M. Neilson
Copyright 2010

*This still needs some editing, as I notice one more tiny thing each time I read it...  Someday...*

Monday, August 2, 2010

Healing Depression

 it has come to my attention lately that i may be in a depressive episode.  depression can be tricky to recognize and treat during pregnancy because of the myriad of "symptoms" that manifest due to hormones and other pregnancy-related factors.  chronic fatigue and mood swings are normal for a pregnant woman, but they are also a symptom of depression.  so, which is it? 

the other day i pulled out my trusty, tattered old copy of How to Heal Depression.  i have owned it for over 10 years, and revisited it several times.  i love the format: lists.  bulleted lists of no more than a page or two for a gazillion sub-headings.  short, sweet, easy to skim and skip to the most useful parts.  i have made notations and put post-it tabs in relevant areas over the years.  it's interesting to see how my chronic depression has evolved.

last night i was helping hubby study for an exam (police academy).  we covered the 3 types of stress, and then i asked him coyly "and which of these does your wife suffer from?"..."all of them!"  yes, i am stressed.  all the time.  ALL the time.  chronic high stress.  messy house, unruly children, fatigue, back pain, loneliness, abandonment, childhood traumas, adulthood traumas, PTSD, guilt, low self-esteem...i could go on and on.  and it's allllllll intertwined.  i am seriously fuctup.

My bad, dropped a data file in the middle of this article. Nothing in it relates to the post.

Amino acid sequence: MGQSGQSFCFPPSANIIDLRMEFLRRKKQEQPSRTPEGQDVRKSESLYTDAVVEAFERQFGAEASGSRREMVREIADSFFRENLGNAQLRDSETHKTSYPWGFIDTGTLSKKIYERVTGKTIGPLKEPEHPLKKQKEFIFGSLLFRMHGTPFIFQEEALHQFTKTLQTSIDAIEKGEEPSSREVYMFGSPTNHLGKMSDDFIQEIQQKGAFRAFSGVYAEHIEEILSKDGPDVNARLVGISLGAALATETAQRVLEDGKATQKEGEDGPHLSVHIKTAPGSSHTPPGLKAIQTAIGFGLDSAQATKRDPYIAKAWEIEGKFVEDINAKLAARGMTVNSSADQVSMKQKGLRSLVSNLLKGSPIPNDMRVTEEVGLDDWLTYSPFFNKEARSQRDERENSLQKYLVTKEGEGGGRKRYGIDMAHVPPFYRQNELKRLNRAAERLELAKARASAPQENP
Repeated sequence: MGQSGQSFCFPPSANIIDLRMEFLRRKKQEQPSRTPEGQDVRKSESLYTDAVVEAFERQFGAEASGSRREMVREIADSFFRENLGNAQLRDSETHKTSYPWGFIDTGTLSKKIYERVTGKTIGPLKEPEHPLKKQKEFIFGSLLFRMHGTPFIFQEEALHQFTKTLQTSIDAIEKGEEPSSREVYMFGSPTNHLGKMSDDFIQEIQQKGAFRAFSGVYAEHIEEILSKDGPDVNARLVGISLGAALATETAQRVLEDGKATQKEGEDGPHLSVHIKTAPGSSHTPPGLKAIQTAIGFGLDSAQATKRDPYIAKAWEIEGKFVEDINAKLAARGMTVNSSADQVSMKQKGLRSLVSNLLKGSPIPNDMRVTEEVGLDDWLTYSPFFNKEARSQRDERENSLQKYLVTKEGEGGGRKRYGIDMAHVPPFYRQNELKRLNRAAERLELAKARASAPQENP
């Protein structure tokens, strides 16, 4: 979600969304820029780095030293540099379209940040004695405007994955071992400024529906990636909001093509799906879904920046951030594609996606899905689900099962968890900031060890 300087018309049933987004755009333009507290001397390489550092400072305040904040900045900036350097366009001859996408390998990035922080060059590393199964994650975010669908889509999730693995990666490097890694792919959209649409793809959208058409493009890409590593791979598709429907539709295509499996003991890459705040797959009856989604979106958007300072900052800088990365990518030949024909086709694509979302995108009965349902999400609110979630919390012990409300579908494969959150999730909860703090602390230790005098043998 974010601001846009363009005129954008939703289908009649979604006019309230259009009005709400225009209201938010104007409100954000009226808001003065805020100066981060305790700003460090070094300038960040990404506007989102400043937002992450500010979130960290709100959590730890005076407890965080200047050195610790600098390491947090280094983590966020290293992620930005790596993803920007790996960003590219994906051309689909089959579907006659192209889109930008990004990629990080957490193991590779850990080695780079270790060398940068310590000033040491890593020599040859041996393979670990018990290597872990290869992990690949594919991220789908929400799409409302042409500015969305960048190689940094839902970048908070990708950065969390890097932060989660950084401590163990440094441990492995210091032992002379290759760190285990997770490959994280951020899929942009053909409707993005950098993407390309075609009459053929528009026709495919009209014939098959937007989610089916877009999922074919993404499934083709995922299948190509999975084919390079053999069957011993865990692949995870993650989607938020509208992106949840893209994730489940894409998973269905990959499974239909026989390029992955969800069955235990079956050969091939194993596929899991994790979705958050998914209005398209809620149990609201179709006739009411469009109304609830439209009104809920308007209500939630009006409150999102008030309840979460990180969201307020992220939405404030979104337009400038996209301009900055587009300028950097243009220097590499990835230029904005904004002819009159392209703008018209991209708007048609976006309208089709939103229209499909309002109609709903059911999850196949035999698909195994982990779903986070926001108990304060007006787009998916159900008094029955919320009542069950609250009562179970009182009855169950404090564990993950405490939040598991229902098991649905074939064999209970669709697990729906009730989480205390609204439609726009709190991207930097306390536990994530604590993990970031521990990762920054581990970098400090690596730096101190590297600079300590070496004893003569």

it was interesting to see a part in the book about negative thoughts and blame-laying by the depressed person.  yes, i am full of negative, pessimistic thoughts, some of which i verbalize (unfortunately, usually to my children).  i am afraid to sound too negative to my friends and most family, because i do not wish to either invite criticism or drive someone away for being too high-maintenance.  both have happened to me before, and that traumatized me (hello, abandonment!)...so now i'm stuck holding all these thoughts and feelings in, or taking them out on my immediate nuclear family.

but usually holding them in.  most of them.  i blame the children's behavior, the messy house, my husband and his ADHD/insensitivity/lack of common sense, and my craziness in general for making me such a fuck up that i can't keep friendships.  i have often thought that my depression is almost completely "situational", and that if i lived alone, no husband, no kids...there would be no mess, no unruly children, no sloppy husband to supervise and take care of.  seeing the page in the book that talks about how it's no one's fault and such...well, it makes me feel a little angry ("but you just don't understand MY life!"), but relieved too...?  like, well, i'm obviously not unique in blaming everyone and everything else for my depression...but it's not MY fault either.  it's my brain's chemical reaction to these events and circumstances.